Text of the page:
Top 5 reasons why companies adopt remote work

The sure-fire way to cut costs and boost margins is to break down geographical barriers and hire a remote team. Here are five reasons why.

Post author avatar
7 minute read


🙋‍♂️Accessing the best talent: Talent pool increases as you broaden your borders.

👯‍♂️Diversity: A team with different upbringings can come up with more diverse ideas.

🔧Culture: A different, often times better, culture.

💎Work-life integration: Being able to better integrate your life into your work, and vice-versa.

💰Cost: Mainly perceived on the arbitrage on salaries.

The sure-fire way to cut costs and boost margins is to break down geographical barriers and hire a remote team. Here are five reasons why.

Remote work increases talent options

In the next few years, it’s going to be harder to attract and retain the best talents for your workforce.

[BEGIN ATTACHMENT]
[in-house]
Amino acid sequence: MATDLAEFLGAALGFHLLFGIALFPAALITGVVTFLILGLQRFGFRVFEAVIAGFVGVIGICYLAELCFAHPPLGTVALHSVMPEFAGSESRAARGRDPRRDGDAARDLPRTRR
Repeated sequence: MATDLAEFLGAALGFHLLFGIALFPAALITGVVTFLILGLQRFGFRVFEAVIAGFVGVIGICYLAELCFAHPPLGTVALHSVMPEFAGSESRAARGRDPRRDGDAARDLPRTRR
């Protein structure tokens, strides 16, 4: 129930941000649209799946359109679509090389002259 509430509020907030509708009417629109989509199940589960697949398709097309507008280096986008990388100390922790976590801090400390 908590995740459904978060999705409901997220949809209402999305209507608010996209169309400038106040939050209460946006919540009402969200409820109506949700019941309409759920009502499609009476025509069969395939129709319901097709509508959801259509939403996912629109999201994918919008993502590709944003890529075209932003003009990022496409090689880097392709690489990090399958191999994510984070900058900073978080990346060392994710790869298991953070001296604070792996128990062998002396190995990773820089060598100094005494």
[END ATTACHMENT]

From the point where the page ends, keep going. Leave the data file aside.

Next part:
OwlLab's 2019 State of Remote Work report found that the option to work remotely will greatly influence employees' choice of employers during their job hunt. They've also found that remote workers are 13% more likely to remain at their job for at least 5 years, compared to their office counterparts. 

Zapier's 2019 Remote Work report found that 74% of U.S. knowledge workers would be willing to quit their job to work remotely. 

A 2018 CareerBuilder survey quoted that roughly half of all the hiring managers surveyed (45%) complained they were unable to find talent to fill urgent positions. 86% of their most qualified candidates were either already employed or not looking for jobs – while 40 % of their talented employees planned to leave in the coming year.

The bottom line?

Why settle for expensive, second-rate talent when you can easily pick the candidate of your choice for a fraction of the cost from any of the 195 countries on earth? Remote work increases the size of your talent pool so you can be sure to have the best team, regardless of where they are.

Remote work improves diversity

Breaking down geographic barriers allows for a more diverse team. Countless studies confirm that a mix of backgrounds lead to business success.